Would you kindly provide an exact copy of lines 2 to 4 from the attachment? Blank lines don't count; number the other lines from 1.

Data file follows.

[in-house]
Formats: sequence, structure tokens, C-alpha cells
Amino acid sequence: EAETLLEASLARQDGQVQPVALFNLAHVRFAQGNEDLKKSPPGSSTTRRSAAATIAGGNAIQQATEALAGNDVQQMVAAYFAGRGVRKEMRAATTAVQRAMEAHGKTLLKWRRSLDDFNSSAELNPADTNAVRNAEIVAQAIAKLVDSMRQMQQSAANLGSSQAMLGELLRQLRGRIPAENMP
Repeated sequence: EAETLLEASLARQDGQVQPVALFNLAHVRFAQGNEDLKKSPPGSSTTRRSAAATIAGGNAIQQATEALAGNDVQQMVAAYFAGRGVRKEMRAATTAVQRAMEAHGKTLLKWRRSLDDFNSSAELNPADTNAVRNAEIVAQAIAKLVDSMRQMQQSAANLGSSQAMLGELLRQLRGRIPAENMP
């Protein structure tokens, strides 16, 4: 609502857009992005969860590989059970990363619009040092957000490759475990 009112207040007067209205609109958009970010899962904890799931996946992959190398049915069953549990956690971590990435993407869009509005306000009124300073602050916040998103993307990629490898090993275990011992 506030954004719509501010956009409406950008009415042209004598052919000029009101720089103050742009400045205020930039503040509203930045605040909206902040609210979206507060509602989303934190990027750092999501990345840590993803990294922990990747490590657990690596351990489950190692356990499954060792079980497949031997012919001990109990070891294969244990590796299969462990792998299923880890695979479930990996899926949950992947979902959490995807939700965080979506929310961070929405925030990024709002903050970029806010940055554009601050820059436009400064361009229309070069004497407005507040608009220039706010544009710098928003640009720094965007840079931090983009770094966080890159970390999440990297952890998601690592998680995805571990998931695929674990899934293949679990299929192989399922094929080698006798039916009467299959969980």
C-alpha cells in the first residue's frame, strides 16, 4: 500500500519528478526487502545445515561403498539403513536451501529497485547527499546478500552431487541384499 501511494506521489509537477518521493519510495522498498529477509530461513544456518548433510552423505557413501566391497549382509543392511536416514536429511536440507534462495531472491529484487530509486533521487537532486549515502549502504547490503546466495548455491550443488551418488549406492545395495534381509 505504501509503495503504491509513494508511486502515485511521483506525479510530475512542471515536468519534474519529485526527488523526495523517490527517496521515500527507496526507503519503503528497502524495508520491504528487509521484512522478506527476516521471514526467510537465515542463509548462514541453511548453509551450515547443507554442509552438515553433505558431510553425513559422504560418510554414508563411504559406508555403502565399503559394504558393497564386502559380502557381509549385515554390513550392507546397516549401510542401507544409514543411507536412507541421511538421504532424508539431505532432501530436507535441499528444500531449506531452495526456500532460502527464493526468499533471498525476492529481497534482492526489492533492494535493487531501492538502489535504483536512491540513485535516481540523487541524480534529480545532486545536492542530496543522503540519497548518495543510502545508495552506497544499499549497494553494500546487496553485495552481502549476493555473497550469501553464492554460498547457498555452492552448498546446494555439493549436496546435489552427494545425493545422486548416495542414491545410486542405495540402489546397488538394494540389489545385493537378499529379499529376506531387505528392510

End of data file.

Formats: sequence, structure tokens, C-alpha cells
Amino acid sequence: EAETLLEASLARQDGQVQPVALFNLAHVRFAQGNEDLKKSPPGSSTTRRSAAATIAGGNAIQQATEALAGNDVQQMVAAYFAGRGVRKEMRAATTAVQRAMEAHGKTLLKWRRSLDDFNSSAELNPADTNAVRNAEIVAQAIAKLVDSMRQMQQSAANLGSSQAMLGELLRQLRGRIPAENMP
Repeated sequence: EAETLLEASLARQDGQVQPVALFNLAHVRFAQGNEDLKKSPPGSSTTRRSAAATIAGGNAIQQATEALAGNDVQQMVAAYFAGRGVRKEMRAATTAVQRAMEAHGKTLLKWRRSLDDFNSSAELNPADTNAVRNAEIVAQAIAKLVDSMRQMQQSAANLGSSQAMLGELLRQLRGRIPAENMP